The Life and Teachings of Obaku Zen Master Tetsugen Doko
Publication Year: 2006
Published by: State University of New York Press
Title Page, Copyright Page
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I began the research that eventually developed into this book many years ago. Paul Watt, then my adviser at Columbia University, recommended that I look at the writings of Tetsugen and consider him as a dissertation topic. I began reading his Dharma Lessonon my daily commute into and out of Manhattan, ...
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Tetsugen Dōkō (1630–1682) is perhaps the best known Ōbaku Zen monk in Japan and the West. He is credited with producing the first complete wood block edition of the Chinese Buddhist scriptures in Japan. Many older Japanese still remember reading about Tetsugen in school textbooks used in the first half of the twentieth century. ...
Historical Biography and Analysis
CHAPTER ONE The Life of Tetsugen
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Tetsugen was born to the Saeki family, who lived in the Mashiki region of Higo province (now Kumamoto prefecture), on New Year’s Day of Kan’ei 7 (1630). We know little of his family or his childhood, not even the names by which Tetsugen was known as a youth. The Saeki family was devoted to Pure Land Buddhism, ...
CHAPTER TWO Carving the Scriptures
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Tetsugen’s most significant contribution to the Buddhist world of his day was the Ōbaku edition of the Buddhist scriptures. By means of that massive undertaking, Tetsugen provided practical support for the “back to the original sources” trend that characterized many of the intellectual movements throughout the ...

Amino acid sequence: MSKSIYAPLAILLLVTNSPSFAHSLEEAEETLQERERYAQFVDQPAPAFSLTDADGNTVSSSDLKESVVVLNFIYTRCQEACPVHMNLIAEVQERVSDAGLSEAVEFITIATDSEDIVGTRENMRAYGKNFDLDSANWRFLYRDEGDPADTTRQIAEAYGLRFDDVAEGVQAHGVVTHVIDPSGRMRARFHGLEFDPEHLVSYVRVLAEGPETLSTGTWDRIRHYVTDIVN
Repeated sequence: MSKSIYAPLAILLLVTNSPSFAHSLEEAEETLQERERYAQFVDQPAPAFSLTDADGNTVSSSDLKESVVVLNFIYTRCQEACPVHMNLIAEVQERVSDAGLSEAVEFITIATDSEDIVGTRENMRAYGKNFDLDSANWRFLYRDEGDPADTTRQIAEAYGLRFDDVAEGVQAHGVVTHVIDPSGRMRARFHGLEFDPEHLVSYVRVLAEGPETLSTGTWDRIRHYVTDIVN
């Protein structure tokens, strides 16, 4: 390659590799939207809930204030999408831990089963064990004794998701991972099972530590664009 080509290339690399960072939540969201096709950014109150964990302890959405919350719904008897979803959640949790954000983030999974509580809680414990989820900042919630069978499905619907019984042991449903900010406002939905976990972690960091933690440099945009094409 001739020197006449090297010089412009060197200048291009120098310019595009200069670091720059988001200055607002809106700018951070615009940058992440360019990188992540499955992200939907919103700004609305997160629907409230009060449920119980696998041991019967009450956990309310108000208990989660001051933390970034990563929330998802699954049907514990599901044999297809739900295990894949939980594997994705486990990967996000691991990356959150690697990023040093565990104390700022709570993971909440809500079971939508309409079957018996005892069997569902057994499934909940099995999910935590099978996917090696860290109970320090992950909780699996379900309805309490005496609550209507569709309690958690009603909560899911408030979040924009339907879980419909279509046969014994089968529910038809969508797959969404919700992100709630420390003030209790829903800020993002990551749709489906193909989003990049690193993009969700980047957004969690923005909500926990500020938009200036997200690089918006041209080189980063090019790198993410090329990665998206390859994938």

CHAPTER THREE The Teachings of Tetsugen
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Today, Tetsugen is known principally as the editor and driving force behind the Ōbaku edition of the Buddhist scriptures, and that work must be regarded as his primary contribution to Japanese Buddhism of the early modern period. In his own day, Tetsugen was already widely acclaimed for his work on the scripture project. ...
CHAPTER FOUR The Myth of Tetsugen
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After his death, Tetsugen was venerated in the customary manner within the Ōbaku sect, particularly by his surviving disciples. The Ōbaku edition of the Buddhist scriptures continued to be printed and distributed for well over two centuries. This represented the only legacy that Tetsugen purposefully bequeathed to ...
Part I Teaching Texts
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Tetsugen composed the Dharma Lesson in Japanese for a Japanese woman “deeply committed to Zen.”1 The text takes the form of an extended commentary on a single line from the Heart Sutra. Tetsugen wrote the original text in Japanese. He uses parables and images from everyday life to explain basic teachings ...
Part II Texts Related to the Buddhist Scripture Project
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Tetsugen wrote the Keen no sō to promote his plan to improve the availability of the Buddhist scriptures in Japan. In 1663, when he composed it, his intention was to raise enough funds to import an edition of the scriptures from China. He only later decided that it would be better to produce a woodblock edition in Japan. ...
Part III Poetry
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Tetsugen wrote poetry throughout his career as an Ōbaku monk. Japanese Buddhist monks and nuns traditionally used poetry to serve a variety of purposes. In many cases, an exchange of poetry with a lay disciple or visiting dignitary served as a form of social exchange. In other cases, they composed verses to commemorate ...
Part IV Other Letters and Historical Documents
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Tetsugen wrote this statement explaining events that occurred in the city of Mori from his perspective for Lord Kurushima Michikyo, the daimyō (provincial governor) of Bungo province. Tetsugen composed it after he had left the area, either late in 1674 or early in 1675; it describes an incident from the eleventh ...
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Page Count: 270
Publication Year: 2006